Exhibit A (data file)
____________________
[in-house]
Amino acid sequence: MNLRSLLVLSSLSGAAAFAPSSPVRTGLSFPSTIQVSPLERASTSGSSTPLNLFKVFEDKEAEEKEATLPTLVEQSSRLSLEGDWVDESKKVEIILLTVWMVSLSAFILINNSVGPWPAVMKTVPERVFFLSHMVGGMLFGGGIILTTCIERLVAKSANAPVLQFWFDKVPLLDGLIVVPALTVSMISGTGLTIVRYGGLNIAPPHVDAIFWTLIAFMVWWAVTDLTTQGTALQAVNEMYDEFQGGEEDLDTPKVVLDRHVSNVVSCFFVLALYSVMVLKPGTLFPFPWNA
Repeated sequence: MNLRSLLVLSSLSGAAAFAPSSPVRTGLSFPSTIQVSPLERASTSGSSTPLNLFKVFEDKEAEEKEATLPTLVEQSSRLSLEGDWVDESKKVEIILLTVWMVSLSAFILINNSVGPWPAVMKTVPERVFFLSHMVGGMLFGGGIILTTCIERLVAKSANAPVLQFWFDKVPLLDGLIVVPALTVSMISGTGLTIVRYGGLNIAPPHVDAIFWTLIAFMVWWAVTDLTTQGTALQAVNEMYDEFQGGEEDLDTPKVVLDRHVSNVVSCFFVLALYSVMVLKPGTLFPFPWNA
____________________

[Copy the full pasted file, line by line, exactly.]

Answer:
[in-house]
Amino acid sequence: MNLRSLLVLSSLSGAAAFAPSSPVRTGLSFPSTIQVSPLERASTSGSSTPLNLFKVFEDKEAEEKEATLPTLVEQSSRLSLEGDWVDESKKVEIILLTVWMVSLSAFILINNSVGPWPAVMKTVPERVFFLSHMVGGMLFGGGIILTTCIERLVAKSANAPVLQFWFDKVPLLDGLIVVPALTVSMISGTGLTIVRYGGLNIAPPHVDAIFWTLIAFMVWWAVTDLTTQGTALQAVNEMYDEFQGGEEDLDTPKVVLDRHVSNVVSCFFVLALYSVMVLKPGTLFPFPWNA
Repeated sequence: MNLRSLLVLSSLSGAAAFAPSSPVRTGLSFPSTIQVSPLERASTSGSSTPLNLFKVFEDKEAEEKEATLPTLVEQSSRLSLEGDWVDESKKVEIILLTVWMVSLSAFILINNSVGPWPAVMKTVPERVFFLSHMVGGMLFGGGIILTTCIERLVAKSANAPVLQFWFDKVPLLDGLIVVPALTVSMISGTGLTIVRYGGLNIAPPHVDAIFWTLIAFMVWWAVTDLTTQGTALQAVNEMYDEFQGGEEDLDTPKVVLDRHVSNVVSCFFVLALYSVMVLKPGTLFPFPWNA